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To Kill a Mockingbird

by Harper Lee

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Why does Scout say, "It was not until many years later that I realized he wanted me to hear every word he said" at the end of chapter 9?

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In this scene, Atticus and Jack have been talking about the difficulty Scout and Jem will face in school because the children will be calling them names as a result of Atticus defending Tom Robinson. Scout has already gotten in trouble and used foul language. Jack, not understanding how to speak to children, tries to side step some issues, but Atticus tells him "When a child asks you something, answer him. . . . But don't make a production of it." Allowing Scout to eavesdrop on his conversation with Jack about the upcoming trial is Atticus's way of warning Scout about the months ahead, informing her of some of the details of the trial, but not making "a production" of giving her this information.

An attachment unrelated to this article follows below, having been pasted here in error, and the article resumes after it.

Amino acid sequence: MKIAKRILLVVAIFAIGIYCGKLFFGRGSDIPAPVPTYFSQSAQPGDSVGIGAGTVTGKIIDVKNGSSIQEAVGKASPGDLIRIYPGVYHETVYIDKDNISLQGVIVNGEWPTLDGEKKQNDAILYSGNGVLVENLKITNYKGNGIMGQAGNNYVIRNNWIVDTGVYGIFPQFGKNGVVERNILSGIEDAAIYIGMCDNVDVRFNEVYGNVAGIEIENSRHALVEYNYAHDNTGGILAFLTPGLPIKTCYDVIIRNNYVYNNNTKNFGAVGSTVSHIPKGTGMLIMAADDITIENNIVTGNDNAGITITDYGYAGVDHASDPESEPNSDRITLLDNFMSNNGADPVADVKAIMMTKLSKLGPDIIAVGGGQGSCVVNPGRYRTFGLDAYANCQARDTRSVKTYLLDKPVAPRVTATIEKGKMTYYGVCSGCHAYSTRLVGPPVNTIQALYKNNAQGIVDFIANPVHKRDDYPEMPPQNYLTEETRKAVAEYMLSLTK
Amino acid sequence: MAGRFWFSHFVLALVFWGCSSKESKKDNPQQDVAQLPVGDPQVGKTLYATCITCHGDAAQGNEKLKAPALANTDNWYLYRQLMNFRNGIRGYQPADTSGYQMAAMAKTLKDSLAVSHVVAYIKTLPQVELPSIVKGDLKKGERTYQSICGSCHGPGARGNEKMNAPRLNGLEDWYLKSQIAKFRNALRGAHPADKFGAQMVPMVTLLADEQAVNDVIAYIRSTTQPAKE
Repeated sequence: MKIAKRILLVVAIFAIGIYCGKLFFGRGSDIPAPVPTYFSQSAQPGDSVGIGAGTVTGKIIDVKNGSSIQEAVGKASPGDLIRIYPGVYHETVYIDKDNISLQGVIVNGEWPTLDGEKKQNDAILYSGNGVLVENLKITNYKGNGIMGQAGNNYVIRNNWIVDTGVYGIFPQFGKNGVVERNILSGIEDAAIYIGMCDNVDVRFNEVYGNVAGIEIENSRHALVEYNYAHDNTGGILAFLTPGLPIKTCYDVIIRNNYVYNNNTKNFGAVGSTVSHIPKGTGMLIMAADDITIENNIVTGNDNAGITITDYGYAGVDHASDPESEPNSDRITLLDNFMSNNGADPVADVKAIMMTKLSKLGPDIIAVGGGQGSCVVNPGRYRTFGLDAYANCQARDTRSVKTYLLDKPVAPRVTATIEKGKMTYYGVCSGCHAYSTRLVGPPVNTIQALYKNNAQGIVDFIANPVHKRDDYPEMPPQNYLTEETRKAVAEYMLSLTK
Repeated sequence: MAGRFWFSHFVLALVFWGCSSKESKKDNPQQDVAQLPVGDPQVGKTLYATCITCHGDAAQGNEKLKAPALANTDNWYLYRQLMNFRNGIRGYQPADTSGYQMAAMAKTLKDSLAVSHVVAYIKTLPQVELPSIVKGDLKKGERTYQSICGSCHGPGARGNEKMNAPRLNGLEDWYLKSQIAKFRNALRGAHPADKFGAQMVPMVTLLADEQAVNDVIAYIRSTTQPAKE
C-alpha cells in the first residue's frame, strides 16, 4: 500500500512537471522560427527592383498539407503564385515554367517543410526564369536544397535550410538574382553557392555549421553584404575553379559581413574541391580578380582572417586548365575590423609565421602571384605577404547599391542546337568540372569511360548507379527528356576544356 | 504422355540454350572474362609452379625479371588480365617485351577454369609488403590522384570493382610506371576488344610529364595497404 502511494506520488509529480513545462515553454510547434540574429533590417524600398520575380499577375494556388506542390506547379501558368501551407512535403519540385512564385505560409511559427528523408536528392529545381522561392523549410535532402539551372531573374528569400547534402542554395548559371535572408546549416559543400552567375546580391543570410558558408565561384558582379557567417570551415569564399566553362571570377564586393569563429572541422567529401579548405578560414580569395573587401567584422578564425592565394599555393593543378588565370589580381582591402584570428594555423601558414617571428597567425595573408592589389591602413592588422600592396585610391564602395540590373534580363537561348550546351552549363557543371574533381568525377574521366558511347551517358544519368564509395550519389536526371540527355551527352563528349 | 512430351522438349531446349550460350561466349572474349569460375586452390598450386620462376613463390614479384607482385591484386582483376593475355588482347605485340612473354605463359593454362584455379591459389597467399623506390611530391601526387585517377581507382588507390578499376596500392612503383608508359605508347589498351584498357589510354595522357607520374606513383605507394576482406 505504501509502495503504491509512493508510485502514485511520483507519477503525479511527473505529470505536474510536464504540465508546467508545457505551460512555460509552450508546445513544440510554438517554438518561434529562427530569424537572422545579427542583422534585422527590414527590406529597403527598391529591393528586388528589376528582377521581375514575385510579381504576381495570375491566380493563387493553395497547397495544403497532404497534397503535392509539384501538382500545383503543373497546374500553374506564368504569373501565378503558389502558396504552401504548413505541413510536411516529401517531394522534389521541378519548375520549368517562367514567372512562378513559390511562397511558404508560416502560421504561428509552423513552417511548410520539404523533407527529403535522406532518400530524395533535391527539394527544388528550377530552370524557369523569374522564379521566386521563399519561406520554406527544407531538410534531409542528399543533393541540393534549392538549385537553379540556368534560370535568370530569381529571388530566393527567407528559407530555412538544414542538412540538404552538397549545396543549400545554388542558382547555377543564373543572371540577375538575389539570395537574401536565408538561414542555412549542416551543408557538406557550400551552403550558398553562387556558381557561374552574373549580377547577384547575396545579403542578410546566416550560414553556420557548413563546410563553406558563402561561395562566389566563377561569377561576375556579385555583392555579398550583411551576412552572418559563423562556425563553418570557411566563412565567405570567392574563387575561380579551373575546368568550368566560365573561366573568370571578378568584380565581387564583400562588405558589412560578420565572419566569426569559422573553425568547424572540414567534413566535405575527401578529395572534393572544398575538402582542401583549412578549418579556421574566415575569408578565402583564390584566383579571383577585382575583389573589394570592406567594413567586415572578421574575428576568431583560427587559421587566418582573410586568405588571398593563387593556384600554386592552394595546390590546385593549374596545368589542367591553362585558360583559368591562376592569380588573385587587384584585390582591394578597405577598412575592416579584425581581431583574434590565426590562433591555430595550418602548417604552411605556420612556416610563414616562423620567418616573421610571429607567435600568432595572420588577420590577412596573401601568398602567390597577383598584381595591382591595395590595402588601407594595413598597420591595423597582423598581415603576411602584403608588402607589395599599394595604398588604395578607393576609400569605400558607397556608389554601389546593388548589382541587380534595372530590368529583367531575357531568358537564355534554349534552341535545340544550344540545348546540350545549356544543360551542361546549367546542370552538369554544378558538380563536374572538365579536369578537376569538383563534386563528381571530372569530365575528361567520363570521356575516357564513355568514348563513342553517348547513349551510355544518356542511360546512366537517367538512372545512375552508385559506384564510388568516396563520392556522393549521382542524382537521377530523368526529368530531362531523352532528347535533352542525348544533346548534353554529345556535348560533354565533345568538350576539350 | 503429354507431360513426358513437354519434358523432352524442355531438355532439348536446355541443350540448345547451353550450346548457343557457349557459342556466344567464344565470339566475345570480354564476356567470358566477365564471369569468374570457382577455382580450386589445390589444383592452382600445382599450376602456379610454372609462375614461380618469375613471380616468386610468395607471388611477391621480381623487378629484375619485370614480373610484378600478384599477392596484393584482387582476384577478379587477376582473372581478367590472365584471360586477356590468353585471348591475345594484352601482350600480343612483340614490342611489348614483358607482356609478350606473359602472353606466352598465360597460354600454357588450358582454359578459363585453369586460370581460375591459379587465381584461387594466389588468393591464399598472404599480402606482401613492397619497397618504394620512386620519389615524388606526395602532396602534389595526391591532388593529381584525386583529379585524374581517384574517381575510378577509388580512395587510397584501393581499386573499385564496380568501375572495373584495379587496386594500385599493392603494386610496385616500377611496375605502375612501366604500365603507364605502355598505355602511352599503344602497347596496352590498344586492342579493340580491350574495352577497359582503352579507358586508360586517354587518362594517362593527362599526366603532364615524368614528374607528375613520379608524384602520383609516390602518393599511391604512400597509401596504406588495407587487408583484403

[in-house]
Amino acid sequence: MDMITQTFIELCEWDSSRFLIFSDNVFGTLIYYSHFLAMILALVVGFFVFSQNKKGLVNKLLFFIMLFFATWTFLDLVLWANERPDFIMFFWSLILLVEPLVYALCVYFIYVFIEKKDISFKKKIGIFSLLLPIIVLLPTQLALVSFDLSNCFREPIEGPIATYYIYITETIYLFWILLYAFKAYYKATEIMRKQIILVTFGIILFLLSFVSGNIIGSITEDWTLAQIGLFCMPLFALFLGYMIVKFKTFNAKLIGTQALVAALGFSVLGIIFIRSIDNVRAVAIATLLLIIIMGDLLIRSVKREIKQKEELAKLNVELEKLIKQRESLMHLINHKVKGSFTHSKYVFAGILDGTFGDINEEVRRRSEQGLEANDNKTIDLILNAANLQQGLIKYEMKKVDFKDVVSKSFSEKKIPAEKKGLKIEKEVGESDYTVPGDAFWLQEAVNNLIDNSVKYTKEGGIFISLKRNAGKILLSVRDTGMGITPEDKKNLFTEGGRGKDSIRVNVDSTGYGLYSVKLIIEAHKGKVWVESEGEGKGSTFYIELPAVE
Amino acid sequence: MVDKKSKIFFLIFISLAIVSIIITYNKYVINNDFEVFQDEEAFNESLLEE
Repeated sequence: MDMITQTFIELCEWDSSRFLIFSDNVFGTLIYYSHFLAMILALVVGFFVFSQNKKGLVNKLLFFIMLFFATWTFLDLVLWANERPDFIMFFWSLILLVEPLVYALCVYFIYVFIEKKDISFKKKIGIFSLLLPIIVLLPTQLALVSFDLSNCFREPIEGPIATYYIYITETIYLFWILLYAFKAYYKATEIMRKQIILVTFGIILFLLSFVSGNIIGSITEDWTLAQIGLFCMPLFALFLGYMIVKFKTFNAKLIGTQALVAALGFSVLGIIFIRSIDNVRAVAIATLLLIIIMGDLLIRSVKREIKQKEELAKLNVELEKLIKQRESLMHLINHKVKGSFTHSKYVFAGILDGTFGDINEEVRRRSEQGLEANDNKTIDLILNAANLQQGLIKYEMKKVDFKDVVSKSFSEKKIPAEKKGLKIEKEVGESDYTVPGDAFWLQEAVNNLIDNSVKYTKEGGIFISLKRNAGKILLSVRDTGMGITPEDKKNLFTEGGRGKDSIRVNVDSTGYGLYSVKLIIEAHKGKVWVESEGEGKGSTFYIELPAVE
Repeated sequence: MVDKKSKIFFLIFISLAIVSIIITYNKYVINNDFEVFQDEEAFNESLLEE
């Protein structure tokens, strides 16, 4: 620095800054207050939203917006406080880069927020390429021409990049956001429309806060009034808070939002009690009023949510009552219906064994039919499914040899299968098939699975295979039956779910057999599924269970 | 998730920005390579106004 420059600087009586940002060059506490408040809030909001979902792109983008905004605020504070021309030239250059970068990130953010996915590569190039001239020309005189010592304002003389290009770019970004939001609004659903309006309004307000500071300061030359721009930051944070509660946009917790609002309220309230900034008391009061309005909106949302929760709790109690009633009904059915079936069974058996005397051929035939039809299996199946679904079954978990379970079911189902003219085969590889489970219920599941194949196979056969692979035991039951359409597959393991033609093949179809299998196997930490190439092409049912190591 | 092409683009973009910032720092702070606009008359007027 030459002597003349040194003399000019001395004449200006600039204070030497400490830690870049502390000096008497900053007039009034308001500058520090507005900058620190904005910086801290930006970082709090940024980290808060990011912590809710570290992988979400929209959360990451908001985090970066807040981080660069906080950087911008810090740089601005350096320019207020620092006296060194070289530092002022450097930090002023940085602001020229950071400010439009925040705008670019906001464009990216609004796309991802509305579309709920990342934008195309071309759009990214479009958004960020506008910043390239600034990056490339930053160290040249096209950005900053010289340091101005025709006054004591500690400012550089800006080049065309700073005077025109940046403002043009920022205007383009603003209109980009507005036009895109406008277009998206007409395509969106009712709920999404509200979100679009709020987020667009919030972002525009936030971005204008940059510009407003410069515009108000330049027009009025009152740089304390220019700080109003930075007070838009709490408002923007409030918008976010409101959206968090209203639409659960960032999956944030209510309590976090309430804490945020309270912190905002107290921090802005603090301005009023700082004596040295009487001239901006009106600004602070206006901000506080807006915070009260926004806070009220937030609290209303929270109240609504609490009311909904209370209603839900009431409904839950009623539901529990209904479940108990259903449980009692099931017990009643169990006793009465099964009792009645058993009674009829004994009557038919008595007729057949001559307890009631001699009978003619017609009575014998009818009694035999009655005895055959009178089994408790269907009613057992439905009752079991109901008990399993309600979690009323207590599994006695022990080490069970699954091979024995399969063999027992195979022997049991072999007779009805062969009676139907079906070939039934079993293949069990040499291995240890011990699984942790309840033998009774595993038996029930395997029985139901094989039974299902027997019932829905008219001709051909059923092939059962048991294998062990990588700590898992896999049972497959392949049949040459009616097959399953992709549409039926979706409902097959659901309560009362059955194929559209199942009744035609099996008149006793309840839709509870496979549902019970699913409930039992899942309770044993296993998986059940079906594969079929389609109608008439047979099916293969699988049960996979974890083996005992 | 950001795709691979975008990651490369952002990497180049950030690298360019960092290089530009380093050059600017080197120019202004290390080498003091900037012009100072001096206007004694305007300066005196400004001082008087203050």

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Scout is referring to the incident when her father, Atticus, and her uncle are discussing how difficult it's going to be for Scout and Jem during the trial of Tom Robinson. Atticus wants Scout to hear what he is saying because he hopes it will make a deeper impression upon her than if he just told her not to have a fight every time someone says something against Atticus. He knows many of the people in the town are prejudiced, and he wants Scout to understand how mean and cruel people can be. Scout thinks she's hearing her father pour out his heart to her uncle, so his "message" seems more sincere to her. It would be more difficult for Atticus to express his concerns directly to her. This way, she knows how he feels, and she wants to respect her father's wishes even more. If he tells her not to fight everyone who says something, Scout will probably not take it to heart the way she does by overhearing Atticus. By listening to Atticus talk about it, she feels she's in on a secret, and she doesn't want to upset or disappoint her father by her actions.

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